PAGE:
CHÓR FILHARMONII NARODOWEJ (WARSAW PHILHARMONIC CHOIR) International Festival of Contemporary Music Warsaw Autumn

go to content


The Warsaw Philharmonic Choir began its professional artistic activity in 1953 under the direction of Zbigniew Soja. Its successive choirmasters were Roman Kuklewicz (1955–71), Józef Bok (1971–74), Antoni Szaliński (1974–78), and Henryk Wojnarowski (1978–2016); since January 2017, the post has been held by Bartosz Michałowski. 

The Choir has performed in the most important centres of European music life along with major orchestras such as the Berlin Philharmonic (2013). Highlights of the Choir’s career include appearances in opera productions at Milan’s La Scala, Vernice’s La Fenice, and the opera houses of Pesaro, Palermo, and Paris. The singers also took part in three gala concerts for Pope John Paul II at the Vatican.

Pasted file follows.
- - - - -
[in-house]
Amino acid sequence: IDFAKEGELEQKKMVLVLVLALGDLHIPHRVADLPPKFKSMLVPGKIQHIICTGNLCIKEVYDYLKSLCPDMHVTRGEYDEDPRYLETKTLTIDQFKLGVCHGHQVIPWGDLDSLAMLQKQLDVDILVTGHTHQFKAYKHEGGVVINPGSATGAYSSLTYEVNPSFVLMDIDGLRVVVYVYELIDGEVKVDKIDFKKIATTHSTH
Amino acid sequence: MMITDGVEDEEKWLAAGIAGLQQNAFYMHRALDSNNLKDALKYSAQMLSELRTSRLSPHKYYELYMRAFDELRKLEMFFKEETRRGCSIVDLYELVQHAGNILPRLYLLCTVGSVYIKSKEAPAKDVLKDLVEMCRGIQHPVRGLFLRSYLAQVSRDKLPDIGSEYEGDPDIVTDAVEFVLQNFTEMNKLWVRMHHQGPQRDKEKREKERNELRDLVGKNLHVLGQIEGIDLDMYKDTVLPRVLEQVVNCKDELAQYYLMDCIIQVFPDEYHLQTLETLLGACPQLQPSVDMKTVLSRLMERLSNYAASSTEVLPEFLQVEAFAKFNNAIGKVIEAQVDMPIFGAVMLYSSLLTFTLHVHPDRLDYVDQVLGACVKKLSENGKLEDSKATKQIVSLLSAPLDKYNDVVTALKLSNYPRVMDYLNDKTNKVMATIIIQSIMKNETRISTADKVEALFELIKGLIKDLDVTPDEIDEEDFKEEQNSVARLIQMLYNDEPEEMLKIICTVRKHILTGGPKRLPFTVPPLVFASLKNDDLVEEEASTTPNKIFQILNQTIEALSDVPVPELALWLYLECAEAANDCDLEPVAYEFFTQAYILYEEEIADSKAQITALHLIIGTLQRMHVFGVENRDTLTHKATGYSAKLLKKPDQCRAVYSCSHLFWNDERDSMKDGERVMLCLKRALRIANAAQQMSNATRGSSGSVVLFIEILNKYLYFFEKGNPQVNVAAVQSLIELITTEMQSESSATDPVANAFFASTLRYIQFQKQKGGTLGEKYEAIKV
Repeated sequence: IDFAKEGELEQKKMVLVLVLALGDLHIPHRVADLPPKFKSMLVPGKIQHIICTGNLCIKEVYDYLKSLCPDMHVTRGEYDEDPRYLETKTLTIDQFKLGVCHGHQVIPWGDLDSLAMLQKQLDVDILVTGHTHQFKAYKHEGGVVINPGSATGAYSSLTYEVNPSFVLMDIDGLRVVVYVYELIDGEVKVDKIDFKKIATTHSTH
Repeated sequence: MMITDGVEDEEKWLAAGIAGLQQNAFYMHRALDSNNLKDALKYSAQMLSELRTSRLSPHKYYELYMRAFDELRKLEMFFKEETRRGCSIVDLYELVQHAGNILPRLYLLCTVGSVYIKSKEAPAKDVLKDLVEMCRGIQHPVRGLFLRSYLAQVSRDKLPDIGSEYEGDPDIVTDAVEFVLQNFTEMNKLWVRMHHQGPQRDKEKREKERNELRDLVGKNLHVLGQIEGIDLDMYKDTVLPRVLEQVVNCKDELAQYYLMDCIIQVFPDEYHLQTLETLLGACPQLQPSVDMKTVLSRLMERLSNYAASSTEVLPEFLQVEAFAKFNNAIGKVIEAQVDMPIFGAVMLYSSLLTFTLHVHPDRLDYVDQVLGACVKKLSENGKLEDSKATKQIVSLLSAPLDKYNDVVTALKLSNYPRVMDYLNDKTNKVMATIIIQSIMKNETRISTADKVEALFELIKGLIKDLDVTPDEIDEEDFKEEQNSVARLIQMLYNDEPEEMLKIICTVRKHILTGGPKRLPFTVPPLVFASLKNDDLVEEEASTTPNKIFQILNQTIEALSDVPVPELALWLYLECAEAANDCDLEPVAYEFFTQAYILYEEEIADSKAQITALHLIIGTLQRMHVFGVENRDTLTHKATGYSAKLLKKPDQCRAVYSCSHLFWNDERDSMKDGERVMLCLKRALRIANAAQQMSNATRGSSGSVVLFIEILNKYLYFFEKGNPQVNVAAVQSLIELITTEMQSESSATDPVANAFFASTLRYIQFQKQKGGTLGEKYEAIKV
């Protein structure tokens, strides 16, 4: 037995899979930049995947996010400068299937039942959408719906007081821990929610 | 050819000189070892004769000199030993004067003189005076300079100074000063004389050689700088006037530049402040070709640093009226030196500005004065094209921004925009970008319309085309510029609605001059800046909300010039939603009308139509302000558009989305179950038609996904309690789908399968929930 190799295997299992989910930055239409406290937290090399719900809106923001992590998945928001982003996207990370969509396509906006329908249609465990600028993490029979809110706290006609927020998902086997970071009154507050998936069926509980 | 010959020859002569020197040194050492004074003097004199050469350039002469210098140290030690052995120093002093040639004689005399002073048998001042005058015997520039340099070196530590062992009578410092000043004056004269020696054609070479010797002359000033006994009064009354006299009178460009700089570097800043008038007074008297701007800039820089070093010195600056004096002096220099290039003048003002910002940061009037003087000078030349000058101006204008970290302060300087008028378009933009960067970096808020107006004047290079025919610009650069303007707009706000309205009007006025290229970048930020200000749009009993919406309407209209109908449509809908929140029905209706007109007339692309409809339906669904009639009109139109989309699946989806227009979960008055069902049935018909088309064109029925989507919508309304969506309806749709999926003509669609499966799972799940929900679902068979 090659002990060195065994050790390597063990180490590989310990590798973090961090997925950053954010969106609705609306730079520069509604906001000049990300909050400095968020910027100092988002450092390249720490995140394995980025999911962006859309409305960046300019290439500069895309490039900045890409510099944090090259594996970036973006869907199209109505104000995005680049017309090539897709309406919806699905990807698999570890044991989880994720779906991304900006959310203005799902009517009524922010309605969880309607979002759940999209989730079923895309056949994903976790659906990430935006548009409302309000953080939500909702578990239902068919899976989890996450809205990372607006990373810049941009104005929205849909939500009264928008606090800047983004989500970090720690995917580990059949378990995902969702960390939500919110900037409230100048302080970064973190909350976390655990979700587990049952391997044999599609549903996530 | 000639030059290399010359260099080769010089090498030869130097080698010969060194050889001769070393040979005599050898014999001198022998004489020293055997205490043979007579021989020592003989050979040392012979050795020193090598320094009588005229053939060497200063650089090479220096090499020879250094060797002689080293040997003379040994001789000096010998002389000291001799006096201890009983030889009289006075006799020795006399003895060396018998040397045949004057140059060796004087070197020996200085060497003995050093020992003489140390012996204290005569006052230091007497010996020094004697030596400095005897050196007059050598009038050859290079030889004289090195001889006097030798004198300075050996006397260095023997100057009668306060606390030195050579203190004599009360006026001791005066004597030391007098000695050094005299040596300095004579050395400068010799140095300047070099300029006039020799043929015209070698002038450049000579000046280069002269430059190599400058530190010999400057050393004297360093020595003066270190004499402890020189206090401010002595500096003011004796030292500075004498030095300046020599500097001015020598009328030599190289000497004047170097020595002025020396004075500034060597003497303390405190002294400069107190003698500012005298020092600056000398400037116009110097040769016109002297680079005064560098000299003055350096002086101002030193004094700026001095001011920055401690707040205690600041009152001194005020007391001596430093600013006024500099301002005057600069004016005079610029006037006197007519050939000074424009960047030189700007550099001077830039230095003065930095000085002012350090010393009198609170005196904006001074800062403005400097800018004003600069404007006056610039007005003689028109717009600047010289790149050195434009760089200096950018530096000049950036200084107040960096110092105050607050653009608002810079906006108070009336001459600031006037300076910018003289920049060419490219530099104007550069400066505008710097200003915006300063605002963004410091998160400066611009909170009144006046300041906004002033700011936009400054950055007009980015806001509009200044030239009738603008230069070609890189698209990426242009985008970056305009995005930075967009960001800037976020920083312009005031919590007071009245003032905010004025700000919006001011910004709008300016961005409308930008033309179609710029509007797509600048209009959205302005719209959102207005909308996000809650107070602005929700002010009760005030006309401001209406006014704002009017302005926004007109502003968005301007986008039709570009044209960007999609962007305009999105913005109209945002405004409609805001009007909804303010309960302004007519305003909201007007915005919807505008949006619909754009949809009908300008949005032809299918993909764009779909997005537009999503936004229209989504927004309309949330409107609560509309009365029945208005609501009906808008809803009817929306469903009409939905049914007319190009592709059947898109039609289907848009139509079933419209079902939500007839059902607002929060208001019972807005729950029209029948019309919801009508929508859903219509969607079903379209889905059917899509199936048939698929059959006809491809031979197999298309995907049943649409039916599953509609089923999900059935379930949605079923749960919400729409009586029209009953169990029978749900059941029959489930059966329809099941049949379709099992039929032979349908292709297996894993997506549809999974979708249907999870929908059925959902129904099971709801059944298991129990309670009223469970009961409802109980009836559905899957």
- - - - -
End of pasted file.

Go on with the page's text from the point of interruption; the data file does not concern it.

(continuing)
The Warsaw Philharmonic Choir has sung under leading oncductors such as Gary Bertini, Andrzej Boreyko, Sergiu Comissiona, Henryk Czyż, Jacek Kaspszyk, Kazimierz Kord, Jan Krenz, Lorin Maazel, Jerzy Maksymiuk, Zubin Mehta, Grzegorz Nowak, Seiji Ozawa, Krzysztof Penderecki, Sir Simon Rattle, Witold Rowicki, Jerzy Semkow, Giuseppe Sinopoli, Stanisław Skrowaczewski, Leopold Stokowski, Igor Stravinsky, Stanisław Wisłocki, Antoni Wit, and Bohdan Wodiczko. 

The Warsaw Philharmonic Choir’s vast repertoire comprises more than 400 large-scale vocal-instrumental and unaccompanied works from the Middle Ages to the present day. Polish music, especially the works of Krzysztof Penderecki, takes pride of place in this repertoire. The Choir has performed all of Penderecki’s largescale vocal-instrumental and unaccompanied works. For the first CD in the Penderecki Conducts Penderecki series, the Choir won a Grammy Award in 2017 in the Best Choral Performance category, The Choir’s recordings have won six Grammy nominations (five for Penderecki’s music, one for Szymanowski), as well as a Fryderyk Award (for Moniuszko’s Masses, vol. 1, 2009) and the Orphée d’Or – Prix Arturo Toscanini of the French Académie du Disque Lyrique (Masses, vol. 2, 2010). The Choir has also won Fryderyk Awards in 2011, 2018, and 2020.